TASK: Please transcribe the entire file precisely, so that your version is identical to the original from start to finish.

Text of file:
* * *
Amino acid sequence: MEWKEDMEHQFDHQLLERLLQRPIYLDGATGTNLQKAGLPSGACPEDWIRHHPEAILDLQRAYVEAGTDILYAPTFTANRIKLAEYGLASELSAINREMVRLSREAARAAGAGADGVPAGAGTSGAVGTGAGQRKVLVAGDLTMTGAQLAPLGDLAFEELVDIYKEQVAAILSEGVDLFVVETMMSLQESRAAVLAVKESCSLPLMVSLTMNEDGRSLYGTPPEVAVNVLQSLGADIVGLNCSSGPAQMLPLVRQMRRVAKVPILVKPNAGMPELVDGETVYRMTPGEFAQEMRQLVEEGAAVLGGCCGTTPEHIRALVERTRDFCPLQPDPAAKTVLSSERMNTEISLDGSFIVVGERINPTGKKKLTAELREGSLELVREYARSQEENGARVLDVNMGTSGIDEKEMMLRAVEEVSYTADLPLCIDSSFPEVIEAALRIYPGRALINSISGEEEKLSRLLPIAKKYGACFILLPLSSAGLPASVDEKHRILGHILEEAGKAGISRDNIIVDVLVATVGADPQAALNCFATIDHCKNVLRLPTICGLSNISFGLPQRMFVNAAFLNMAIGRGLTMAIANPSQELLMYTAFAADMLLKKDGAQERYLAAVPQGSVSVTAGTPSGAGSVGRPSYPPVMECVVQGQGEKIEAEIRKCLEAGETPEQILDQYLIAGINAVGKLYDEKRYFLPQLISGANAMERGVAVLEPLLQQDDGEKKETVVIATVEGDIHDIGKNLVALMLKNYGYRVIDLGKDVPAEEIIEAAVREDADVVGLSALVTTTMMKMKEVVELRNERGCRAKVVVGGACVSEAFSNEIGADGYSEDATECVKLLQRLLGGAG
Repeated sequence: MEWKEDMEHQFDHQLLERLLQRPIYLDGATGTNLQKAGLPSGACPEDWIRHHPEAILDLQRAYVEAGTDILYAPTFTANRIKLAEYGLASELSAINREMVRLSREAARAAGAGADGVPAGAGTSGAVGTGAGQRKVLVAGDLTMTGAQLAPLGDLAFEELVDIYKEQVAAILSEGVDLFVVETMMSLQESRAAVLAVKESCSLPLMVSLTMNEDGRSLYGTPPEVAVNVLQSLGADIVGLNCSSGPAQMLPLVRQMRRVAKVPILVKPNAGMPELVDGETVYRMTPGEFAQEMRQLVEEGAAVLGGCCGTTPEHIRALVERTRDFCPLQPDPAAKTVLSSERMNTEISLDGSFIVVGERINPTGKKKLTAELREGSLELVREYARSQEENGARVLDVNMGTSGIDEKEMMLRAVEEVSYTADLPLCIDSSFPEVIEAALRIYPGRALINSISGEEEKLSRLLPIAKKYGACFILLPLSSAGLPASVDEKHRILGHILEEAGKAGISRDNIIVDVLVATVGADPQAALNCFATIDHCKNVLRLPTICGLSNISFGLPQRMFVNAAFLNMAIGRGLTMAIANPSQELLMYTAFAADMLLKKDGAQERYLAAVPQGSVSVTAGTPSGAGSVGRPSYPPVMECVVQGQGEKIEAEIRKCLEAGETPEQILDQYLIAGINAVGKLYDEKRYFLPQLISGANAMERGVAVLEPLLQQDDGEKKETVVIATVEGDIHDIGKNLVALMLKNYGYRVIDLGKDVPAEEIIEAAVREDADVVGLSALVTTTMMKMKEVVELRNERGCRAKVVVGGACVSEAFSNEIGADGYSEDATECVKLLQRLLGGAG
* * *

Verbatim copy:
Amino acid sequence: MEWKEDMEHQFDHQLLERLLQRPIYLDGATGTNLQKAGLPSGACPEDWIRHHPEAILDLQRAYVEAGTDILYAPTFTANRIKLAEYGLASELSAINREMVRLSREAARAAGAGADGVPAGAGTSGAVGTGAGQRKVLVAGDLTMTGAQLAPLGDLAFEELVDIYKEQVAAILSEGVDLFVVETMMSLQESRAAVLAVKESCSLPLMVSLTMNEDGRSLYGTPPEVAVNVLQSLGADIVGLNCSSGPAQMLPLVRQMRRVAKVPILVKPNAGMPELVDGETVYRMTPGEFAQEMRQLVEEGAAVLGGCCGTTPEHIRALVERTRDFCPLQPDPAAKTVLSSERMNTEISLDGSFIVVGERINPTGKKKLTAELREGSLELVREYARSQEENGARVLDVNMGTSGIDEKEMMLRAVEEVSYTADLPLCIDSSFPEVIEAALRIYPGRALINSISGEEEKLSRLLPIAKKYGACFILLPLSSAGLPASVDEKHRILGHILEEAGKAGISRDNIIVDVLVATVGADPQAALNCFATIDHCKNVLRLPTICGLSNISFGLPQRMFVNAAFLNMAIGRGLTMAIANPSQELLMYTAFAADMLLKKDGAQERYLAAVPQGSVSVTAGTPSGAGSVGRPSYPPVMECVVQGQGEKIEAEIRKCLEAGETPEQILDQYLIAGINAVGKLYDEKRYFLPQLISGANAMERGVAVLEPLLQQDDGEKKETVVIATVEGDIHDIGKNLVALMLKNYGYRVIDLGKDVPAEEIIEAAVREDADVVGLSALVTTTMMKMKEVVELRNERGCRAKVVVGGACVSEAFSNEIGADGYSEDATECVKLLQRLLGGAG
Repeated sequence: MEWKEDMEHQFDHQLLERLLQRPIYLDGATGTNLQKAGLPSGACPEDWIRHHPEAILDLQRAYVEAGTDILYAPTFTANRIKLAEYGLASELSAINREMVRLSREAARAAGAGADGVPAGAGTSGAVGTGAGQRKVLVAGDLTMTGAQLAPLGDLAFEELVDIYKEQVAAILSEGVDLFVVETMMSLQESRAAVLAVKESCSLPLMVSLTMNEDGRSLYGTPPEVAVNVLQSLGADIVGLNCSSGPAQMLPLVRQMRRVAKVPILVKPNAGMPELVDGETVYRMTPGEFAQEMRQLVEEGAAVLGGCCGTTPEHIRALVERTRDFCPLQPDPAAKTVLSSERMNTEISLDGSFIVVGERINPTGKKKLTAELREGSLELVREYARSQEENGARVLDVNMGTSGIDEKEMMLRAVEEVSYTADLPLCIDSSFPEVIEAALRIYPGRALINSISGEEEKLSRLLPIAKKYGACFILLPLSSAGLPASVDEKHRILGHILEEAGKAGISRDNIIVDVLVATVGADPQAALNCFATIDHCKNVLRLPTICGLSNISFGLPQRMFVNAAFLNMAIGRGLTMAIANPSQELLMYTAFAADMLLKKDGAQERYLAAVPQGSVSVTAGTPSGAGSVGRPSYPPVMECVVQGQGEKIEAEIRKCLEAGETPEQILDQYLIAGINAVGKLYDEKRYFLPQLISGANAMERGVAVLEPLLQQDDGEKKETVVIATVEGDIHDIGKNLVALMLKNYGYRVIDLGKDVPAEEIIEAAVREDADVVGLSALVTTTMMKMKEVVELRNERGCRAKVVVGGACVSEAFSNEIGADGYSEDATECVKLLQRLLGGAG